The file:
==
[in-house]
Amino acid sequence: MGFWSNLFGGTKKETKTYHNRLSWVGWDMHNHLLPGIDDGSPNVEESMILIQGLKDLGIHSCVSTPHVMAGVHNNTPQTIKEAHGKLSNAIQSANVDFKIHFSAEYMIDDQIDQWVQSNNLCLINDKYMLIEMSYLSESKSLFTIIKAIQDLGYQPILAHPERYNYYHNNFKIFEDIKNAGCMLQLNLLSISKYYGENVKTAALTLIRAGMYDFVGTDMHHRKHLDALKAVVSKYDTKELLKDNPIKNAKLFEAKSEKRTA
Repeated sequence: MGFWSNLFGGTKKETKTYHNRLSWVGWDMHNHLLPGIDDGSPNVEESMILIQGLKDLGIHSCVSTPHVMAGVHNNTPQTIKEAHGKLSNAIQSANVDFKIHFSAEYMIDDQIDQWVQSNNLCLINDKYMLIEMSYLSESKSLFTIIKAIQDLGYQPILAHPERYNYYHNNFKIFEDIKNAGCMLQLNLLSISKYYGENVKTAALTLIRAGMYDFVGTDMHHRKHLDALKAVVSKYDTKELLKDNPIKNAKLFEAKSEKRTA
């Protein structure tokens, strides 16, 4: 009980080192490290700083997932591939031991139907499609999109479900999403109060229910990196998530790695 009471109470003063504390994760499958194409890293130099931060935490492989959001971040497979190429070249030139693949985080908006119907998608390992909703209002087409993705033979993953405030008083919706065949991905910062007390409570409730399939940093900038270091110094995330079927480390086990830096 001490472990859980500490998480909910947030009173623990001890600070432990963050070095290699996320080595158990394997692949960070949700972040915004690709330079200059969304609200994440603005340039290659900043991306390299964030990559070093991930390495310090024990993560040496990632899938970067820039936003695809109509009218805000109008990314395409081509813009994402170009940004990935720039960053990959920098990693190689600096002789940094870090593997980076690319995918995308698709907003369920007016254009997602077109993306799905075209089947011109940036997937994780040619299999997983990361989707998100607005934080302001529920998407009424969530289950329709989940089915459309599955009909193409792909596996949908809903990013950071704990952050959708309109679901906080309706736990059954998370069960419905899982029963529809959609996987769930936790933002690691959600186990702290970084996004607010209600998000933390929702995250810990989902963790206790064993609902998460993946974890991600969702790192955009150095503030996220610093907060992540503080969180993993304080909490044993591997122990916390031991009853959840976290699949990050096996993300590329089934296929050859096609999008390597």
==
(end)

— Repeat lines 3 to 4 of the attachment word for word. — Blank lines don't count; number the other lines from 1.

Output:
Repeated sequence: MGFWSNLFGGTKKETKTYHNRLSWVGWDMHNHLLPGIDDGSPNVEESMILIQGLKDLGIHSCVSTPHVMAGVHNNTPQTIKEAHGKLSNAIQSANVDFKIHFSAEYMIDDQIDQWVQSNNLCLINDKYMLIEMSYLSESKSLFTIIKAIQDLGYQPILAHPERYNYYHNNFKIFEDIKNAGCMLQLNLLSISKYYGENVKTAALTLIRAGMYDFVGTDMHHRKHLDALKAVVSKYDTKELLKDNPIKNAKLFEAKSEKRTA
């Protein structure tokens, strides 16, 4: 009980080192490290700083997932591939031991139907499609999109479900999403109060229910990196998530790695 009471109470003063504390994760499958194409890293130099931060935490492989959001971040497979190429070249030139693949985080908006119907998608390992909703209002087409993705033979993953405030008083919706065949991905910062007390409570409730399939940093900038270091110094995330079927480390086990830096 001490472990859980500490998480909910947030009173623990001890600070432990963050070095290699996320080595158990394997692949960070949700972040915004690709330079200059969304609200994440603005340039290659900043991306390299964030990559070093991930390495310090024990993560040496990632899938970067820039936003695809109509009218805000109008990314395409081509813009994402170009940004990935720039960053990959920098990693190689600096002789940094870090593997980076690319995918995308698709907003369920007016254009997602077109993306799905075209089947011109940036997937994780040619299999997983990361989707998100607005934080302001529920998407009424969530289950329709989940089915459309599955009909193409792909596996949908809903990013950071704990952050959708309109679901906080309706736990059954998370069960419905899982029963529809959609996987769930936790933002690691959600186990702290970084996004607010209600998000933390929702995250810990989902963790206790064993609902998460993946974890991600969702790192955009150095503030996220610093907060992540503080969180993993304080909490044993591997122990916390031991009853959840976290699949990050096996993300590329089934296929050859096609999008390597």